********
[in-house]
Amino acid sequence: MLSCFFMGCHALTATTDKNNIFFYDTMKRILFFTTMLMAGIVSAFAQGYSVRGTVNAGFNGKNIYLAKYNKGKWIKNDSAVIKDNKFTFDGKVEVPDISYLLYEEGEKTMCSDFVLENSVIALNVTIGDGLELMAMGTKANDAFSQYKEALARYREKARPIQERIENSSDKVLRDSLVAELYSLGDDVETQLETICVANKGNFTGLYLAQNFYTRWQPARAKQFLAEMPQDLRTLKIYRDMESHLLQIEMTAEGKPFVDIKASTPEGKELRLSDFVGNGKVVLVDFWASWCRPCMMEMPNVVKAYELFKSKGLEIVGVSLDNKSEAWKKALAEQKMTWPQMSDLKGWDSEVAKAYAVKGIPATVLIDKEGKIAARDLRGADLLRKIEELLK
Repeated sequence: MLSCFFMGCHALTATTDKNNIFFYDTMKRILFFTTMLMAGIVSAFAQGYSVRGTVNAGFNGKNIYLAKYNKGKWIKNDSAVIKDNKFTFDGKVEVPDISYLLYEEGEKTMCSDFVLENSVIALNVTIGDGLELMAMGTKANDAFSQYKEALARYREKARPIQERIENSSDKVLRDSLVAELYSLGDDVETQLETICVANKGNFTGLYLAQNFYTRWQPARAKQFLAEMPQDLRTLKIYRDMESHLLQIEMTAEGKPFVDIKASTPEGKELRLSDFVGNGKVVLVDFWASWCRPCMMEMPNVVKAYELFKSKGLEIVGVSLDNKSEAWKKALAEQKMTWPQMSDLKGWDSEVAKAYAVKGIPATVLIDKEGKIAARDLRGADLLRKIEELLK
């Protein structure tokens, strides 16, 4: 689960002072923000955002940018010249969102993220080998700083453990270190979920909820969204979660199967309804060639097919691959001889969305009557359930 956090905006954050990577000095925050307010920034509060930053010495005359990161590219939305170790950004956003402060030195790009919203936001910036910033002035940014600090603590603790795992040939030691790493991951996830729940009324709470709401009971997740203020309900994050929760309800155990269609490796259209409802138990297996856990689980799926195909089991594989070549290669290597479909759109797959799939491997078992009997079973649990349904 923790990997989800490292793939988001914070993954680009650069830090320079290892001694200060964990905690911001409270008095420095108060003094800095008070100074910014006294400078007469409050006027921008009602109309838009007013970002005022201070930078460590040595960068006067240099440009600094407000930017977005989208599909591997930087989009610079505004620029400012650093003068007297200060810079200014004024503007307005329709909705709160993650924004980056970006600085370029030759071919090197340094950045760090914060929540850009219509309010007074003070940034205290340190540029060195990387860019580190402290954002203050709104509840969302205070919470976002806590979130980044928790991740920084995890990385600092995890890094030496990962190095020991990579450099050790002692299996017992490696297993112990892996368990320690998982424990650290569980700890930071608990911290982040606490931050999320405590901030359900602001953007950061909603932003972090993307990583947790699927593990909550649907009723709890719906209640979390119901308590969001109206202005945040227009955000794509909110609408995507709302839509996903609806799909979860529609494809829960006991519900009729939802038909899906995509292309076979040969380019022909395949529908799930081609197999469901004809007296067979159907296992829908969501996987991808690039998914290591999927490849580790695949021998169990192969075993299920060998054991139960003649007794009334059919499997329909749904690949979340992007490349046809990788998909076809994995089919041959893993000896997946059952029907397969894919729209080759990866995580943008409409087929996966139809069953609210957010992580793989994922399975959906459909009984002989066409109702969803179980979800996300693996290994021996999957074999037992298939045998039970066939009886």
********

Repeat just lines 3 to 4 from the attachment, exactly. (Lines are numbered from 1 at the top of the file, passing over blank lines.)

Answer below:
Repeated sequence: MLSCFFMGCHALTATTDKNNIFFYDTMKRILFFTTMLMAGIVSAFAQGYSVRGTVNAGFNGKNIYLAKYNKGKWIKNDSAVIKDNKFTFDGKVEVPDISYLLYEEGEKTMCSDFVLENSVIALNVTIGDGLELMAMGTKANDAFSQYKEALARYREKARPIQERIENSSDKVLRDSLVAELYSLGDDVETQLETICVANKGNFTGLYLAQNFYTRWQPARAKQFLAEMPQDLRTLKIYRDMESHLLQIEMTAEGKPFVDIKASTPEGKELRLSDFVGNGKVVLVDFWASWCRPCMMEMPNVVKAYELFKSKGLEIVGVSLDNKSEAWKKALAEQKMTWPQMSDLKGWDSEVAKAYAVKGIPATVLIDKEGKIAARDLRGADLLRKIEELLK
């Protein structure tokens, strides 16, 4: 689960002072923000955002940018010249969102993220080998700083453990270190979920909820969204979660199967309804060639097919691959001889969305009557359930 956090905006954050990577000095925050307010920034509060930053010495005359990161590219939305170790950004956003402060030195790009919203936001910036910033002035940014600090603590603790795992040939030691790493991951996830729940009324709470709401009971997740203020309900994050929760309800155990269609490796259209409802138990297996856990689980799926195909089991594989070549290669290597479909759109797959799939491997078992009997079973649990349904 923790990997989800490292793939988001914070993954680009650069830090320079290892001694200060964990905690911001409270008095420095108060003094800095008070100074910014006294400078007469409050006027921008009602109309838009007013970002005022201070930078460590040595960068006067240099440009600094407000930017977005989208599909591997930087989009610079505004620029400012650093003068007297200060810079200014004024503007307005329709909705709160993650924004980056970006600085370029030759071919090197340094950045760090914060929540850009219509309010007074003070940034205290340190540029060195990387860019580190402290954002203050709104509840969302205070919470976002806590979130980044928790991740920084995890990385600092995890890094030496990962190095020991990579450099050790002692299996017992490696297993112990892996368990320690998982424990650290569980700890930071608990911290982040606490931050999320405590901030359900602001953007950061909603932003972090993307990583947790699927593990909550649907009723709890719906209640979390119901308590969001109206202005945040227009955000794509909110609408995507709302839509996903609806799909979860529609494809829960006991519900009729939802038909899906995509292309076979040969380019022909395949529908799930081609197999469901004809007296067979159907296992829908969501996987991808690039998914290591999927490849580790695949021998169990192969075993299920060998054991139960003649007794009334059919499997329909749904690949979340992007490349046809990788998909076809994995089919041959893993000896997946059952029907397969894919729209080759990866995580943008409409087929996966139809069953609210957010992580793989994922399975959906459909009984002989066409109702969803179980979800996300693996290994021996999957074999037992298939045998039970066939009886």